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Preparing for the worst: re-envisioning disaster legal relief in the era of homeland security.


The New York legal community's response to the September 11th disaster defies the usual stereotypes of the legal profession. Ambulance chasers and sharks were in short supply. Instead, in the weeks and months following the World Trade Center attacks, New York's bar channeled an unprecedented outpouring of support into uncompensated pro bono efforts on behalf of victims and their families. While pro bono assistance was available to all victims, special attention was given to matters facing needy individuals that would not generate fees. (1) The bar even stood behind efforts to minimize the subsequent litigation, with the American Trial Lawyers Association ("ATLA"), through its subsidiary Trial Lawyers Care, offering free counseling to family members considering pursuing monetary relief through the federal Victims' Compensation Fund. (2)

As described in Public Service in a Time of Crisis: A Report and Retrospective on the Legal Community's Response to the Events of September 11, 2001 (hereinafter, the ABCNY Fund Report), (3) there is little to fault in the bar's response to the September 11th disaster. Bar leaders worked under extreme pressure--in some instances, having suffered losses themselves--to devise a sound approach to assisting with others' needs. The "facilitator" model of providing advice and representation was a sensitive and effective solution to the problem of clients facing multiple issues and multiple lawyers representing a single client. And literally thousands of lawyers donated time and resources to provide legal assistance to those in need. (4) In short, the New York bar's disaster response deserves consideration as a national model for such efforts.

At the same time, as tremendous as the bar's response was, it is worth examining on a more systemic level the national approach to providing legal assistance in disasters. In the current global political climate, we can anticipate that there will be more disasters giving rise to legal needs, including attacks by domestic or international terrorists. Given this heightened need for disaster preparedness, efficient, non-duplicative use of legal resources is a key issue. There is much to learn from the ABCNY Fund Report in that regard. Nevertheless we should also consider whether there is an even more efficient and comprehensive way to administer legal assistance in the context of a disaster.

As reflected in the New York experience, disaster legal relief across the United States is typically handled by private pro bono practitioners who mobilize quickly after the disaster strikes. Considering that pro bono legal work generally serves three overlapping purposes: 1) providing legal assistance to the client(s); 2) expanding individual lawyers' visions of their role in the community and society; and 3) raising the profession's standing with the public (5)--we should at least ask whether each of these purposes are being best achieved by the current approach to disaster legal services. (6)

First, in terms of providing actual assistance to individuals, the New York City bar had tremendous success in mobilizing a legal response to the September 11th attacks. The overall numbers are impressive. But numbers do not tell the whole story. In New York and elsewhere, pro bono lawyers providing disaster legal services often lack expertise in the relevant areas and may have little prior experience with the client community affected by the disaster. Both of these factors may affect pro bono attorneys' ability to reach and to assist clients, even if the bar's mobilization efforts are effective in enlisting volunteers. (7) Further, New York City's experience may be sui generis. Collectively, the New York City bar has extraordinary resources. No other community in the United States would be able to call upon such a high level of private legal resources--both in terms of numbers and caliber--in the event of a disaster. (8) Finally, while the New York bar apparently avoided demoralizing turf battles and the inefficiencies that accompany them, other communities--in all likelihood, those without such extensive resources to draw on--might not be so fortunate. (9) In sum, the New York experience was extremely positive in assisting clients, but it is not clear if other smaller, less resource-rich communities would have similar success.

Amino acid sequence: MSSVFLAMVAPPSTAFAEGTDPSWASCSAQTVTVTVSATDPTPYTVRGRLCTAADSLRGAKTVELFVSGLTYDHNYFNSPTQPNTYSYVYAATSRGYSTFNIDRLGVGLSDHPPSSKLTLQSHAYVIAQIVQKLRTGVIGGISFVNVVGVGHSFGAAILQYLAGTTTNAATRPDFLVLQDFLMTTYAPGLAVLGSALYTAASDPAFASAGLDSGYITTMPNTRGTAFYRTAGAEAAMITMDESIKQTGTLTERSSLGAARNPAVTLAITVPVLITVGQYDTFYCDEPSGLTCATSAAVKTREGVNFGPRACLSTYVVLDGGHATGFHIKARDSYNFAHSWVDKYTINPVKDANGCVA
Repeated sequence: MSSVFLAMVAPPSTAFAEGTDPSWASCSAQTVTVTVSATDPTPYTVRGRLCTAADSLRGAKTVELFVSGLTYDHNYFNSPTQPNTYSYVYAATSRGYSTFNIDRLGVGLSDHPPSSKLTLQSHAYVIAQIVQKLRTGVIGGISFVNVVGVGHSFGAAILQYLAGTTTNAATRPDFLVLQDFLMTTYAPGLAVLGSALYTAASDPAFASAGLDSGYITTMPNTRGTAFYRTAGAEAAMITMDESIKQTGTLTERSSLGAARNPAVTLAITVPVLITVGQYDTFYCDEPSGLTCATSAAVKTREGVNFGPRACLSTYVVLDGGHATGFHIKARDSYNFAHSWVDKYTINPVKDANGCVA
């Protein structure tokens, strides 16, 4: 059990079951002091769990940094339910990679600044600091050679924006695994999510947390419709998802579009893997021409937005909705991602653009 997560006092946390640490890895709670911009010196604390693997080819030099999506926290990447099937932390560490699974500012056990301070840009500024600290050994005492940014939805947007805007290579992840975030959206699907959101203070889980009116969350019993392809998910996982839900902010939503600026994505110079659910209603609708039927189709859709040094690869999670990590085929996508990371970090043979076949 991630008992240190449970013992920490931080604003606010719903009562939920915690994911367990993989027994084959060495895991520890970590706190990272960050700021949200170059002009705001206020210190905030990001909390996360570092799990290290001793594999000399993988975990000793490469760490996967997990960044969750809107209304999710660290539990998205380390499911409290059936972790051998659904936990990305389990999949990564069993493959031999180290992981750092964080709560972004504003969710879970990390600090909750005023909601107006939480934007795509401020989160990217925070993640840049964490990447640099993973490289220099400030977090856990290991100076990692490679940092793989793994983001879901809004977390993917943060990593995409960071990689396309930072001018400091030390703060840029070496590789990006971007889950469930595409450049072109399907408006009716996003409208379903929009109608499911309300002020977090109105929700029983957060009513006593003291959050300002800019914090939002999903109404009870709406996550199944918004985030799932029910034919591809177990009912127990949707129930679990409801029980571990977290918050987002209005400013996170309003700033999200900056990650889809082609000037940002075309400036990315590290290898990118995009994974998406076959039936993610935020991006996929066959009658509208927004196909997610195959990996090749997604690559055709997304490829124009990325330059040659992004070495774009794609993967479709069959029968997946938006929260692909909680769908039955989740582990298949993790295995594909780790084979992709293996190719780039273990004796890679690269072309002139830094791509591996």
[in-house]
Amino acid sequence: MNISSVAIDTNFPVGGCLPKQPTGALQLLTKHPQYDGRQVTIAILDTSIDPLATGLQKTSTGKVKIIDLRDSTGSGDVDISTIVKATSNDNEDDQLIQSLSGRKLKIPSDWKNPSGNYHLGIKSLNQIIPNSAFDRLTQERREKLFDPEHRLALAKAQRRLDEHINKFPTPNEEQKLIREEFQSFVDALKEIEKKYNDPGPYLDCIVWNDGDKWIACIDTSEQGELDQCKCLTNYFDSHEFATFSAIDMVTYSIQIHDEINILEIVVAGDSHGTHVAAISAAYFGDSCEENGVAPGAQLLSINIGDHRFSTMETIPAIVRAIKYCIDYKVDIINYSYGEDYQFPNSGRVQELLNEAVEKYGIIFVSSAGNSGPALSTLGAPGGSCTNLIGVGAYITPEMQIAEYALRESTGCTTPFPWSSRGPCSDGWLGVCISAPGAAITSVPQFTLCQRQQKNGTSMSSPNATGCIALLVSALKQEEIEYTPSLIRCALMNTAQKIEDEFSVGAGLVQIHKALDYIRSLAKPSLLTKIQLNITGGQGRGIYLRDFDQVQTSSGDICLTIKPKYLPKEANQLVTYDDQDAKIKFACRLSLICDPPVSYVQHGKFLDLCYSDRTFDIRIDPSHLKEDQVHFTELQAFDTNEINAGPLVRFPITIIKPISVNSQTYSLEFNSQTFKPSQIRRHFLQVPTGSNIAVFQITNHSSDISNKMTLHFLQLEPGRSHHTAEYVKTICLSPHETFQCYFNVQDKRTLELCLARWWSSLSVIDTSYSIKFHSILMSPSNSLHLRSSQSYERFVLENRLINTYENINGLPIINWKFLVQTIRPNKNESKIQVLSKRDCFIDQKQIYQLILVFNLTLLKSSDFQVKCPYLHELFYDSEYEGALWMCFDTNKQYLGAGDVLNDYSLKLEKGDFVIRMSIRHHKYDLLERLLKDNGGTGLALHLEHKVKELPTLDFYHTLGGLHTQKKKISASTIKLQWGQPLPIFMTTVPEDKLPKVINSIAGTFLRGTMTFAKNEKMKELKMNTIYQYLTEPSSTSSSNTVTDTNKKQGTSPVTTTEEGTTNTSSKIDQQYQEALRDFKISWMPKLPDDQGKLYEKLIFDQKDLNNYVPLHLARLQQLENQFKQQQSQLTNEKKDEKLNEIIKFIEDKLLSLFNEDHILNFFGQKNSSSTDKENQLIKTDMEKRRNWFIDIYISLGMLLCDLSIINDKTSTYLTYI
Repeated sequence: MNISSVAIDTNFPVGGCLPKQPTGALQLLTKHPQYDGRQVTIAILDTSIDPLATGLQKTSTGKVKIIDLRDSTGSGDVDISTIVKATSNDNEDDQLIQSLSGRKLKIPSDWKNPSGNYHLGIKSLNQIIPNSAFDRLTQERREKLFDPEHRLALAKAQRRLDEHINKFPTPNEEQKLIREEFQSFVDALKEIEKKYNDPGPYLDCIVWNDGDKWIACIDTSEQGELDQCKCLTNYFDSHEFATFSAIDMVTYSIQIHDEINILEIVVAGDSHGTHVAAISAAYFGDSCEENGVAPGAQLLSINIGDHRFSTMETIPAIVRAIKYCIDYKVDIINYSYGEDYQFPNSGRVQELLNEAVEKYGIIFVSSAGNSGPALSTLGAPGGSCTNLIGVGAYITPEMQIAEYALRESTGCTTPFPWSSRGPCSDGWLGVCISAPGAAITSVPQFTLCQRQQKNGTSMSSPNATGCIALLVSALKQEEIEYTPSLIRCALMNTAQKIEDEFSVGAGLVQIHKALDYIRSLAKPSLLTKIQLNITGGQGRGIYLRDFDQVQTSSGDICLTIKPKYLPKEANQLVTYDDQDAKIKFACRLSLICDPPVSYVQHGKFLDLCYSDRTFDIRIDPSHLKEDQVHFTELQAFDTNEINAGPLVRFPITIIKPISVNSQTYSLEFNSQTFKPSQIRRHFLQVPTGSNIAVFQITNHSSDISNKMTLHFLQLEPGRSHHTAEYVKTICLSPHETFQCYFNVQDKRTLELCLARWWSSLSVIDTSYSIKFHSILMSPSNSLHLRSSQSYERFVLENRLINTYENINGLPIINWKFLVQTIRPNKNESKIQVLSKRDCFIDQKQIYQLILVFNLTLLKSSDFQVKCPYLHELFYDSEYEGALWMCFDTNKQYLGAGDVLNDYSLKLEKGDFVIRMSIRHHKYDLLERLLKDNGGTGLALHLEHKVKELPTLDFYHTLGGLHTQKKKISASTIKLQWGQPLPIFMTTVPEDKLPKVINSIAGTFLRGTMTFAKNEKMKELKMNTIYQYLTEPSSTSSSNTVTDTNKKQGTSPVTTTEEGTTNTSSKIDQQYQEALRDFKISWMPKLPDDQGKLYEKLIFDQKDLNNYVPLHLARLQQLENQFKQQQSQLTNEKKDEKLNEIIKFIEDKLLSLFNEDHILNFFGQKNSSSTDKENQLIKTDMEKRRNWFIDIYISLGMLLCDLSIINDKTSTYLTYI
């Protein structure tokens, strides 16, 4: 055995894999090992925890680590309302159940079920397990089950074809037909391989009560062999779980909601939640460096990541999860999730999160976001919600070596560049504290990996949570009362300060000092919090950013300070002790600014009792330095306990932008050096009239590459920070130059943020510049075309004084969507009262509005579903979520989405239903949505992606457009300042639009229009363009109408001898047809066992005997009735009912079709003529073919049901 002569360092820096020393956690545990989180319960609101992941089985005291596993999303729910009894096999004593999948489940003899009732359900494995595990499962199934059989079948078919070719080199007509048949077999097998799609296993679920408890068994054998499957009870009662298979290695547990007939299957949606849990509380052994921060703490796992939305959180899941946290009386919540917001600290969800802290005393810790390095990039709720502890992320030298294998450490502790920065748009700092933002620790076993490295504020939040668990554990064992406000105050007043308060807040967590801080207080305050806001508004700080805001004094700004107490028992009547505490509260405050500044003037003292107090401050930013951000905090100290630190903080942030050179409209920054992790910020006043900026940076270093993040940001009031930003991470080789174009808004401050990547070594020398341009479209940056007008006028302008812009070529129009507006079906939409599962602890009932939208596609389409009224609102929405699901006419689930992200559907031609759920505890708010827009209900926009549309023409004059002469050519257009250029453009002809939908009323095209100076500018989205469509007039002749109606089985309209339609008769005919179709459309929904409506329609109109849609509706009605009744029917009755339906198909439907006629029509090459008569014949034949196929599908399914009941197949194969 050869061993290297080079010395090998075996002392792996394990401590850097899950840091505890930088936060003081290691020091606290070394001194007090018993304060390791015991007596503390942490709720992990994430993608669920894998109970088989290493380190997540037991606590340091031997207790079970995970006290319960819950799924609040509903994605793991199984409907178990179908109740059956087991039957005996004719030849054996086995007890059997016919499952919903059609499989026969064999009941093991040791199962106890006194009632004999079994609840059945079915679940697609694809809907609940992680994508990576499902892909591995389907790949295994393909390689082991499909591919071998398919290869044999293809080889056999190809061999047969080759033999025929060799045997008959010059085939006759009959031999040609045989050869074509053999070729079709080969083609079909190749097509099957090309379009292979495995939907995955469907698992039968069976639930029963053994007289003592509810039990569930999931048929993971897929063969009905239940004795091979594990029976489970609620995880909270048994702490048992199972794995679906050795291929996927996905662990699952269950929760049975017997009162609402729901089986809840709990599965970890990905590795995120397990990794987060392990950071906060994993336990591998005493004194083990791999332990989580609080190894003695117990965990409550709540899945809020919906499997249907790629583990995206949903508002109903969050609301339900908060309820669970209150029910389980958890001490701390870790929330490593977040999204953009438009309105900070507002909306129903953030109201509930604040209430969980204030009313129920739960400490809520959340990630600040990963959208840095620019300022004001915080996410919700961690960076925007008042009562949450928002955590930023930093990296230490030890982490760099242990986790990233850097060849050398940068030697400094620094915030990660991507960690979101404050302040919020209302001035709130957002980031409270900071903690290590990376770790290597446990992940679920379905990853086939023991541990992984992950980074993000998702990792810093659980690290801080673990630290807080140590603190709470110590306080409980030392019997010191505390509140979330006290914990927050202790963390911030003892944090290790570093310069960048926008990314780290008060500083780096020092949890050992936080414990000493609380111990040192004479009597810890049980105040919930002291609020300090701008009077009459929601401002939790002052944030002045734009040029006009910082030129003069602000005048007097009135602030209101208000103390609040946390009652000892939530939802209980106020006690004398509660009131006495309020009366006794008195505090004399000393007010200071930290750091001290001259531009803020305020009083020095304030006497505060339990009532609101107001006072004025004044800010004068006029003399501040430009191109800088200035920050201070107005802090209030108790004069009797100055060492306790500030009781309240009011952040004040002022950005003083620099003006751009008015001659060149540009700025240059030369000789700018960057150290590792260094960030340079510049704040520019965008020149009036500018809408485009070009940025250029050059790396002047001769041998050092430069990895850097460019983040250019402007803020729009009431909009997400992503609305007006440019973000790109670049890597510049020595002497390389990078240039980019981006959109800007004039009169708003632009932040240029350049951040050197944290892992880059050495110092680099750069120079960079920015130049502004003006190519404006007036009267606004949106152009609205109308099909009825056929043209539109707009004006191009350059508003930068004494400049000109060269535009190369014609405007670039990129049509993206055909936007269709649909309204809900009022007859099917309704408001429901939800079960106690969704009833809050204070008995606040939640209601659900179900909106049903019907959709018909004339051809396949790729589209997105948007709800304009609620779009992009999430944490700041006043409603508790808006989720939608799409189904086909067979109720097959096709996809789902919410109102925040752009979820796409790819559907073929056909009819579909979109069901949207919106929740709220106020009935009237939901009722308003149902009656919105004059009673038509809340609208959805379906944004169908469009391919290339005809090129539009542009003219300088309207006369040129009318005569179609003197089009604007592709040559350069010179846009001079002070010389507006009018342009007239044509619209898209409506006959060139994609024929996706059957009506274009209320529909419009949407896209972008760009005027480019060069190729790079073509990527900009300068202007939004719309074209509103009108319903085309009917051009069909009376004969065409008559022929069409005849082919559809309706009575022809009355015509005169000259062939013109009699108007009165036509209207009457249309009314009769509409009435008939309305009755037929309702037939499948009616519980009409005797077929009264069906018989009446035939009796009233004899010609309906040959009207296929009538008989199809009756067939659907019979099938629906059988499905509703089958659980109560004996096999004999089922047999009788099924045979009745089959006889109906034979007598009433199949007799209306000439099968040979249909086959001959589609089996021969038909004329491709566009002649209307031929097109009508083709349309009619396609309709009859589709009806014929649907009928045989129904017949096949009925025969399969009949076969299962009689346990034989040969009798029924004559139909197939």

Second, in terms of expanding individual lawyers' vision of their own capacities and roles in the community, the New York Bar's mobilization efforts were clearly a short-term success. The ABCNY Fund Report chronicles the unprecedented level of voluntarism from the bar in the wake of the terrorist acts. Many volunteer lawyers responding to a later survey described their pro bono experiences in glowing terms. (10) But now, according to the ABCNY Fund Report, "the rush of legal volunteers has diminished." Since the initial wave of volunteers, "it has been difficult to staff some opportunities, especially those involving a loss of income and requiring special expertise to pursue, such as workers' compensation and landlord/tenant matters." (11) The New York effort was a short-term reaction to an immediate disaster. It did not encompass any long-term strategy of connecting these newly motivated volunteers with organizations that provide legal services day-in and day-out. Through training, mentoring, and creating personal connections between public interest lawyers and private bar volunteers, could disaster legal relief efforts do a better job of ensuring that volunteer lawyers are not just one-time pro bono participants?